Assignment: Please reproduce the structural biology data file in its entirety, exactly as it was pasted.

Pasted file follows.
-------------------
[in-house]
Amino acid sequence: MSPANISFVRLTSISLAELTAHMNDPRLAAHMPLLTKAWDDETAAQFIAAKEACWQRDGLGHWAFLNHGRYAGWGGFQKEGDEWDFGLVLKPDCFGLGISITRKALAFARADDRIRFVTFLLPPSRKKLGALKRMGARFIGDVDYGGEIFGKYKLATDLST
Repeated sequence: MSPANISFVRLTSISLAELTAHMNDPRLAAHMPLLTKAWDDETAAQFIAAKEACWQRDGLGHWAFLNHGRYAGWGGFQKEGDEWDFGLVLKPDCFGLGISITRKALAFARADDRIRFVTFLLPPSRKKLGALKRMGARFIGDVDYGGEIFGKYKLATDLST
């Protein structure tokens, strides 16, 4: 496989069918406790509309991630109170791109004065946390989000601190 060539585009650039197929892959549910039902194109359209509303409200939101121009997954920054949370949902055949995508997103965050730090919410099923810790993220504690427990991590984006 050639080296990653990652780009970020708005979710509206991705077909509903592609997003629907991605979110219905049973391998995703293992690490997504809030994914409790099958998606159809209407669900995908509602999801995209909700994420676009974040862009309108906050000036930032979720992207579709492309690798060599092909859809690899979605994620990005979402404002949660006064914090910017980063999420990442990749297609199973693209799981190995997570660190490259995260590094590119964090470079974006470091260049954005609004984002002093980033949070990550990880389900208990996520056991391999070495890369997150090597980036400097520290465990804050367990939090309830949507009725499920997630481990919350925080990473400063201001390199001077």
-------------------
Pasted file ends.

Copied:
[in-house]
Amino acid sequence: MSPANISFVRLTSISLAELTAHMNDPRLAAHMPLLTKAWDDETAAQFIAAKEACWQRDGLGHWAFLNHGRYAGWGGFQKEGDEWDFGLVLKPDCFGLGISITRKALAFARADDRIRFVTFLLPPSRKKLGALKRMGARFIGDVDYGGEIFGKYKLATDLST
Repeated sequence: MSPANISFVRLTSISLAELTAHMNDPRLAAHMPLLTKAWDDETAAQFIAAKEACWQRDGLGHWAFLNHGRYAGWGGFQKEGDEWDFGLVLKPDCFGLGISITRKALAFARADDRIRFVTFLLPPSRKKLGALKRMGARFIGDVDYGGEIFGKYKLATDLST
């Protein structure tokens, strides 16, 4: 496989069918406790509309991630109170791109004065946390989000601190 060539585009650039197929892959549910039902194109359209509303409200939101121009997954920054949370949902055949995508997103965050730090919410099923810790993220504690427990991590984006 050639080296990653990652780009970020708005979710509206991705077909509903592609997003629907991605979110219905049973391998995703293992690490997504809030994914409790099958998606159809209407669900995908509602999801995209909700994420676009974040862009309108906050000036930032979720992207579709492309690798060599092909859809690899979605994620990005979402404002949660006064914090910017980063999420990442990749297609199973693209799981190995997570660190490259995260590094590119964090470079974006470091260049954005609004984002002093980033949070990550990880389900208990996520056991391999070495890369997150090597980036400097520290465990804050367990939090309830949507009725499920997630481990919350925080990473400063201001390199001077």